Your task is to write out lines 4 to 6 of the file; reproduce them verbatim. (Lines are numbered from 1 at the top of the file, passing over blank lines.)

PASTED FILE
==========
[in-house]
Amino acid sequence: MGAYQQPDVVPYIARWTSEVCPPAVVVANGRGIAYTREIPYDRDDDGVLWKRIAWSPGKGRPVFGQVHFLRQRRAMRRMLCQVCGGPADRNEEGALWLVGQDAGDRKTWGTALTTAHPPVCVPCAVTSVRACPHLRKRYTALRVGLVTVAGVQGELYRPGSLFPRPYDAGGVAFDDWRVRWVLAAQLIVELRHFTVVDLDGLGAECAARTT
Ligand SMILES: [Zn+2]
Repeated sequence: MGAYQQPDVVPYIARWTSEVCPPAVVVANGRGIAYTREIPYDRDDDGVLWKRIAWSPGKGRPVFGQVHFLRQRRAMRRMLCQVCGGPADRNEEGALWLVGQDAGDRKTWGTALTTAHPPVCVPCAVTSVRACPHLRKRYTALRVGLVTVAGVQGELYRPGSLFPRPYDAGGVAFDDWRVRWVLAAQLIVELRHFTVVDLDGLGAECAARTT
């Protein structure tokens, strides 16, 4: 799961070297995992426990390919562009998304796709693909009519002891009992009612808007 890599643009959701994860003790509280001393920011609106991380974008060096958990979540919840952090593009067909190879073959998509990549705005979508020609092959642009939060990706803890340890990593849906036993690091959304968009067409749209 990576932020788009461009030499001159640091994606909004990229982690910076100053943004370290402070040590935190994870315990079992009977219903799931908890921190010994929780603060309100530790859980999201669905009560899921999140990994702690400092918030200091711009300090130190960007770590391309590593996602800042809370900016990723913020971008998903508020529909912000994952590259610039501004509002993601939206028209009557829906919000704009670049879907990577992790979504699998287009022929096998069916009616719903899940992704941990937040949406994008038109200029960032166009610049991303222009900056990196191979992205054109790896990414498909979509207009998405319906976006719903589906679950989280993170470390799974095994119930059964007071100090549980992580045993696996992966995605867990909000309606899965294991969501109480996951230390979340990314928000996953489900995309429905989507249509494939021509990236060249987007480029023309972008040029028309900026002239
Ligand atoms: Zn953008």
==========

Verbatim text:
Repeated sequence: MGAYQQPDVVPYIARWTSEVCPPAVVVANGRGIAYTREIPYDRDDDGVLWKRIAWSPGKGRPVFGQVHFLRQRRAMRRMLCQVCGGPADRNEEGALWLVGQDAGDRKTWGTALTTAHPPVCVPCAVTSVRACPHLRKRYTALRVGLVTVAGVQGELYRPGSLFPRPYDAGGVAFDDWRVRWVLAAQLIVELRHFTVVDLDGLGAECAARTT
């Protein structure tokens, strides 16, 4: 799961070297995992426990390919562009998304796709693909009519002891009992009612808007 890599643009959701994860003790509280001393920011609106991380974008060096958990979540919840952090593009067909190879073959998509990549705005979508020609092959642009939060990706803890340890990593849906036993690091959304968009067409749209 990576932020788009461009030499001159640091994606909004990229982690910076100053943004370290402070040590935190994870315990079992009977219903799931908890921190010994929780603060309100530790859980999201669905009560899921999140990994702690400092918030200091711009300090130190960007770590391309590593996602800042809370900016990723913020971008998903508020529909912000994952590259610039501004509002993601939206028209009557829906919000704009670049879907990577992790979504699998287009022929096998069916009616719903899940992704941990937040949406994008038109200029960032166009610049991303222009900056990196191979992205054109790896990414498909979509207009998405319906976006719903589906679950989280993170470390799974095994119930059964007071100090549980992580045993696996992966995605867990909000309606899965294991969501109480996951230390979340990314928000996953489900995309429905989507249509494939021509990236060249987007480029023309972008040029028309900026002239
Ligand atoms: Zn953008």